New Sailor Moon Dub is online

by
in anime on (#2S8Q)
story imageHave you always wanted to share the silly fun of Sailor Moon with your geeklings? Now’s your chance! 23 episodes of the original, newly re-dubbed anime are now available online through Viz Media and Hulu.
If you suffered through the Sailor Moon DiC dub in the 90s, you’ll find things are different now. In Viz’s new dub, character names now match the manga. Sorry, Serena! The voice acting seems to be higher quality, with an admirable effort at matching the animated mouth movements without rushing the dialogue too much to fit the words in. Usagi is appropriately cute and whiny without being grating; my five-year-old commented more than once, “Sailor Moon is hilarious!”

The opening and ending songs, as well as the background and transformation music, remain unchanged and undubbed, which made me happy as an anime watcher who prefers subs over dubs. (I’m a sub snob.)
1 This article is a bit of an experiment. Never covered manga and related on Pipedot before. If you're interested in this topic, speak up; if you're not I probably won't submit similar articles since they're not really my cup of tea.

Spoken language (Score: 3, Informative)

by bryan@pipedot.org on 2014-09-10 22:17 (#2S8V)

I'm a big fan of watching media in its original native language. Japanese animation should always be watched with the original Japanese audio. Subtitles are nearly always available, and preferable to dubbing, if you don't understand the native language.

Anime fan-subbing is perhaps the world's largest subtitling community. With high quality releases of popular titles mere days after airing, the fan-subbed versions often far surpass the quality of the eventual commercial release.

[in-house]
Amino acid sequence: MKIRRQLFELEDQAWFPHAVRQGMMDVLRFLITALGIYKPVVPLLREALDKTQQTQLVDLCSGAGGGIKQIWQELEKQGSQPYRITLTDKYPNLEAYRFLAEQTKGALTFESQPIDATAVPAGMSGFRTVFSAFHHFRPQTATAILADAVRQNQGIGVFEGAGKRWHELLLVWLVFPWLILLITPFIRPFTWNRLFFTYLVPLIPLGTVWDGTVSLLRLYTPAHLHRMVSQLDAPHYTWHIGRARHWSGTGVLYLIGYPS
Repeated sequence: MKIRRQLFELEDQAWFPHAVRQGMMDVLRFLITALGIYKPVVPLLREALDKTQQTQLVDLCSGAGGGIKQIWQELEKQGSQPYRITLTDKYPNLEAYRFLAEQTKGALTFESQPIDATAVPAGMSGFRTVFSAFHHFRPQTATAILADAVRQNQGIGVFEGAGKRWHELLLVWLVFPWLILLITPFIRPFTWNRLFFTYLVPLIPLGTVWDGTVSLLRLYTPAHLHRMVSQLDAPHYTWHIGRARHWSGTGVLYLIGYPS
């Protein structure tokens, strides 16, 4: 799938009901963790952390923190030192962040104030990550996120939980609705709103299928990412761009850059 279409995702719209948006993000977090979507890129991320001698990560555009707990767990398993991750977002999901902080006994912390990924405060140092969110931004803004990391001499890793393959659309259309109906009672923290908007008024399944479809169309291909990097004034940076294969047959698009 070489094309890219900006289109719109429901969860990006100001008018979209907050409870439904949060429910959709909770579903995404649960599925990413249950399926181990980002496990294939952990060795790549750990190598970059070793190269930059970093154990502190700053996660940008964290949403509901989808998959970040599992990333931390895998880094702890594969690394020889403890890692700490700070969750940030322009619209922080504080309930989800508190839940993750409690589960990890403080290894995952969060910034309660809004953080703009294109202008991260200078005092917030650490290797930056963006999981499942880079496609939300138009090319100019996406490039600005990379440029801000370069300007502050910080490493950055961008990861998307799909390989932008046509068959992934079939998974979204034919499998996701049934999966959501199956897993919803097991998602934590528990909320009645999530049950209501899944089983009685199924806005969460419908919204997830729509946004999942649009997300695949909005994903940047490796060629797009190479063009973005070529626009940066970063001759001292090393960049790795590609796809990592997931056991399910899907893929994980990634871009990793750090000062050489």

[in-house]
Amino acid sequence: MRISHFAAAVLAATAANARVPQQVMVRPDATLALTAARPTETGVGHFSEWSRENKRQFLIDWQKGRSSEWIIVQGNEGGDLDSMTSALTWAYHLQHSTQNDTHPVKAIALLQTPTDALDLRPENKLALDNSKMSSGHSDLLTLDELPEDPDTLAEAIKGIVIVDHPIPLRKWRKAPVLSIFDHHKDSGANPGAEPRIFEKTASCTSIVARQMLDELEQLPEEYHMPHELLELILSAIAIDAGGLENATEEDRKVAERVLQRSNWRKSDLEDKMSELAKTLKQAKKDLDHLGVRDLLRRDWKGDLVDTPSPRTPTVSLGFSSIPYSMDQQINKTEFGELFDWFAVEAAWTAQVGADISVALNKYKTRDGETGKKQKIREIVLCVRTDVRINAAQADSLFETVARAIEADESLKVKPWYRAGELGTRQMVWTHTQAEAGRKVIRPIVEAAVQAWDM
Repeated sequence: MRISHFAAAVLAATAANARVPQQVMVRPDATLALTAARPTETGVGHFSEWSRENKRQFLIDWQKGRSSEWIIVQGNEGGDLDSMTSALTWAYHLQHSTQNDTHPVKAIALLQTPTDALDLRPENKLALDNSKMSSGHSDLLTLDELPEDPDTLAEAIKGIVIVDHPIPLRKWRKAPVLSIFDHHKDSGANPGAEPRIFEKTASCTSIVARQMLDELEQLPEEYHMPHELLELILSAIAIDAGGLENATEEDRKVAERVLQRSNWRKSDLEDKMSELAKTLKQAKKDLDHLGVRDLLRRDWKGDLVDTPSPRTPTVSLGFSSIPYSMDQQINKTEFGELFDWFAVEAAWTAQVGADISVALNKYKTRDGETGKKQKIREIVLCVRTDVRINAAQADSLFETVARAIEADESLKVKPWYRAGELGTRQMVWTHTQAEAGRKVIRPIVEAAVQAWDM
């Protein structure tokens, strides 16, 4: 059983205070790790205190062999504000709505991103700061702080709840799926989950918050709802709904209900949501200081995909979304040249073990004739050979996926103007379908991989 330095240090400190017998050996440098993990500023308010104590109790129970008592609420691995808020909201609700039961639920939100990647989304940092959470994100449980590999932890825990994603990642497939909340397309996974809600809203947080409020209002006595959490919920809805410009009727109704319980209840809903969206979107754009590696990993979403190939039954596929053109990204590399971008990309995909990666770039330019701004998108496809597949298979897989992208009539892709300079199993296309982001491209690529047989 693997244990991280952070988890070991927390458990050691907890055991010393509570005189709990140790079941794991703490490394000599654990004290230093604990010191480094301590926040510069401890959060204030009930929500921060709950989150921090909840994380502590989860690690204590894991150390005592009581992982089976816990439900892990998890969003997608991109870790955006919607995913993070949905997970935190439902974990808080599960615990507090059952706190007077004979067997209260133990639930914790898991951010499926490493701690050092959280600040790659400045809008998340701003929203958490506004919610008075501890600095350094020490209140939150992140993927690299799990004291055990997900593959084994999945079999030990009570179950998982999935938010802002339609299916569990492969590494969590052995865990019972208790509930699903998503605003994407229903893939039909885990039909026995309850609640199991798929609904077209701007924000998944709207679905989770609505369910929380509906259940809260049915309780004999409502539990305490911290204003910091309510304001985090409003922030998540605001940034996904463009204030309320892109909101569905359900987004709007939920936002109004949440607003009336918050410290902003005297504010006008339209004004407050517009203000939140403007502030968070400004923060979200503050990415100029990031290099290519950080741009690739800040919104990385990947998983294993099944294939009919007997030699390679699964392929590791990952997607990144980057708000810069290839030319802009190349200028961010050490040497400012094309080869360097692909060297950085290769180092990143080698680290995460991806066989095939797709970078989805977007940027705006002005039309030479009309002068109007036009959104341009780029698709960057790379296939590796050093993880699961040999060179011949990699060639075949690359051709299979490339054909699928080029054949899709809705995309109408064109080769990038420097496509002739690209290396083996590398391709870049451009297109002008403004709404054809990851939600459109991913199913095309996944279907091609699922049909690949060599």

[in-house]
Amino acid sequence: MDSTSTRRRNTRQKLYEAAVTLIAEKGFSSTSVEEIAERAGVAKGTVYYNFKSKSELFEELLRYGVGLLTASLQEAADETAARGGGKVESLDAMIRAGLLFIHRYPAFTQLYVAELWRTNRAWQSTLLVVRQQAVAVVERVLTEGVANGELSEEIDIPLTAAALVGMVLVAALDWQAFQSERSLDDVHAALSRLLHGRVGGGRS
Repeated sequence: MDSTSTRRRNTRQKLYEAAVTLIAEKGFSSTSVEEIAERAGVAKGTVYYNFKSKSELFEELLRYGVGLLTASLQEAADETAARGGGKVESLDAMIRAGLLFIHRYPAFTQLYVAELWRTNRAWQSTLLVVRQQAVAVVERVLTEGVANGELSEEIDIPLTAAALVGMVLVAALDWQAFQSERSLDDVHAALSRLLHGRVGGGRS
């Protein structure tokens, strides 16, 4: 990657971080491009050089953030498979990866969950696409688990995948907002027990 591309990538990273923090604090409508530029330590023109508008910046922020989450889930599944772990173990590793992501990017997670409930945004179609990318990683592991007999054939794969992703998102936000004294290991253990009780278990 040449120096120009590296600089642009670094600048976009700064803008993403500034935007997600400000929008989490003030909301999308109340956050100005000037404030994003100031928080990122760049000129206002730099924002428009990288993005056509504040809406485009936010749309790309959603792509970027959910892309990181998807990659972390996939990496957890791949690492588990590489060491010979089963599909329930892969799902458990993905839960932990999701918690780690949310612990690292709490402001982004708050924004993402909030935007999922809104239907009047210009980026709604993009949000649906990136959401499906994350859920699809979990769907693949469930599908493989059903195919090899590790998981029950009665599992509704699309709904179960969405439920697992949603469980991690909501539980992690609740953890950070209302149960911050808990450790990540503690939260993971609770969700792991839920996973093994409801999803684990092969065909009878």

But what about the legality of fan-subs? Well... the content industry shot itself in the foot on that front. When digital video came out (LaserDisk, DVD, Bluray, etc) the industry divided the world into different "regions." U.S. and Canada are region 1, Japan and Europe are region 2, and Australia and South America are stuck in region 4. The idea being, they can charge different prices for the same content to different areas of the world. Charging higher prices to wealthier countries is, of course, illegal under free trade agreements - but something being illegal never stopped the content industry! However, this also brings up a small window of time, where a work is released in region 2, but not available for purchase in region 1. During this window, animation companies normally turn a blind eye to fan-subbing groups - as long as they promise to cease distribution once the official commercial license is finalized.
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